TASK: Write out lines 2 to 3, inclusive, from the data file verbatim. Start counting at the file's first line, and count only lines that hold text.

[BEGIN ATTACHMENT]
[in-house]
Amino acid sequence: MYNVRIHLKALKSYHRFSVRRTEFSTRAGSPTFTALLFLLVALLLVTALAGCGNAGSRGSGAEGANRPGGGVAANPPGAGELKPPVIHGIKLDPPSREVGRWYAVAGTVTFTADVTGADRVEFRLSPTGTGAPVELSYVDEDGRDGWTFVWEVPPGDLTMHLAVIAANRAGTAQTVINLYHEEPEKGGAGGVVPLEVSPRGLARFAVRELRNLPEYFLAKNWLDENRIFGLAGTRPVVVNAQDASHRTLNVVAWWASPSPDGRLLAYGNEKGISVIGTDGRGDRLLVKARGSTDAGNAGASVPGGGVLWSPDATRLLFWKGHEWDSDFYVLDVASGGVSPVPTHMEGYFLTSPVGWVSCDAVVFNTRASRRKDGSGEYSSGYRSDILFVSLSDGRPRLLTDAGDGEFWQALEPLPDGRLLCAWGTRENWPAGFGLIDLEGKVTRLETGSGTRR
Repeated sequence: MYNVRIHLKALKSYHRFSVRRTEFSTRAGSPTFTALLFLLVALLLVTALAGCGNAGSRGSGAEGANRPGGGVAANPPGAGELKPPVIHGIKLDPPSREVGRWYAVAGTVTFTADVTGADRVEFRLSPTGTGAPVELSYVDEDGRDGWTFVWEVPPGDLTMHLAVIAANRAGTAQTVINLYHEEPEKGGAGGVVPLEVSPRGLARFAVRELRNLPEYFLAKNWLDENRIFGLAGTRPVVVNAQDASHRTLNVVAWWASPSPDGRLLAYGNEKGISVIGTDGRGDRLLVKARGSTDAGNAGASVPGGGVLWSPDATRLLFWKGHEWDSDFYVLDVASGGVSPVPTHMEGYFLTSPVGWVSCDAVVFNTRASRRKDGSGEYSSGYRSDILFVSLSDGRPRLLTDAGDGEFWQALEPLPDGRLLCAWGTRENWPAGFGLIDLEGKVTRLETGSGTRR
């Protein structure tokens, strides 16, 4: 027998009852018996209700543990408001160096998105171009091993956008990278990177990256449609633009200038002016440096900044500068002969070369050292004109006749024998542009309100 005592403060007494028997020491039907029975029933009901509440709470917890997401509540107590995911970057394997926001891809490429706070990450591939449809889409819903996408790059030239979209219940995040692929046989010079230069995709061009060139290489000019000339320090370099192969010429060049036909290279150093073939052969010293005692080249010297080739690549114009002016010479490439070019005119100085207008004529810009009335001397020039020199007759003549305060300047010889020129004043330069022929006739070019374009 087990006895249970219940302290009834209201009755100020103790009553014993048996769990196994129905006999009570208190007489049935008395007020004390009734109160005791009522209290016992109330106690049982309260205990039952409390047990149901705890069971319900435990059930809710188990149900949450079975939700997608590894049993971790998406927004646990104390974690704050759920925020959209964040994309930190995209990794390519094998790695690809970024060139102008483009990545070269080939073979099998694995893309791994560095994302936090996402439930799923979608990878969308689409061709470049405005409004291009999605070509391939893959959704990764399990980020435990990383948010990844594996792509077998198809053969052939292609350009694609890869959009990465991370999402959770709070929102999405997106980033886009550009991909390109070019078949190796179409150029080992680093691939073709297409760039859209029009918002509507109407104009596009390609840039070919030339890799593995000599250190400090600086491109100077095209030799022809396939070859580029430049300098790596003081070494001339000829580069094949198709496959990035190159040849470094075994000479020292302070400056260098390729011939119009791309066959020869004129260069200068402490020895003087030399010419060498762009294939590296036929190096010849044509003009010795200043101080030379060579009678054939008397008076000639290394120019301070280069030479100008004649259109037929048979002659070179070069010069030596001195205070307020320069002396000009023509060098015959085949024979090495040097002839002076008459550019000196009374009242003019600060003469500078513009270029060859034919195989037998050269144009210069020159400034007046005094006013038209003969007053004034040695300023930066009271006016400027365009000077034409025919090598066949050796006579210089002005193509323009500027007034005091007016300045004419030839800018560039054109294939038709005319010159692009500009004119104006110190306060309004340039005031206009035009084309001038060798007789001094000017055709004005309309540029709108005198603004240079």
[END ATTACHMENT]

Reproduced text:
Amino acid sequence: MYNVRIHLKALKSYHRFSVRRTEFSTRAGSPTFTALLFLLVALLLVTALAGCGNAGSRGSGAEGANRPGGGVAANPPGAGELKPPVIHGIKLDPPSREVGRWYAVAGTVTFTADVTGADRVEFRLSPTGTGAPVELSYVDEDGRDGWTFVWEVPPGDLTMHLAVIAANRAGTAQTVINLYHEEPEKGGAGGVVPLEVSPRGLARFAVRELRNLPEYFLAKNWLDENRIFGLAGTRPVVVNAQDASHRTLNVVAWWASPSPDGRLLAYGNEKGISVIGTDGRGDRLLVKARGSTDAGNAGASVPGGGVLWSPDATRLLFWKGHEWDSDFYVLDVASGGVSPVPTHMEGYFLTSPVGWVSCDAVVFNTRASRRKDGSGEYSSGYRSDILFVSLSDGRPRLLTDAGDGEFWQALEPLPDGRLLCAWGTRENWPAGFGLIDLEGKVTRLETGSGTRR
Repeated sequence: MYNVRIHLKALKSYHRFSVRRTEFSTRAGSPTFTALLFLLVALLLVTALAGCGNAGSRGSGAEGANRPGGGVAANPPGAGELKPPVIHGIKLDPPSREVGRWYAVAGTVTFTADVTGADRVEFRLSPTGTGAPVELSYVDEDGRDGWTFVWEVPPGDLTMHLAVIAANRAGTAQTVINLYHEEPEKGGAGGVVPLEVSPRGLARFAVRELRNLPEYFLAKNWLDENRIFGLAGTRPVVVNAQDASHRTLNVVAWWASPSPDGRLLAYGNEKGISVIGTDGRGDRLLVKARGSTDAGNAGASVPGGGVLWSPDATRLLFWKGHEWDSDFYVLDVASGGVSPVPTHMEGYFLTSPVGWVSCDAVVFNTRASRRKDGSGEYSSGYRSDILFVSLSDGRPRLLTDAGDGEFWQALEPLPDGRLLCAWGTRENWPAGFGLIDLEGKVTRLETGSGTRR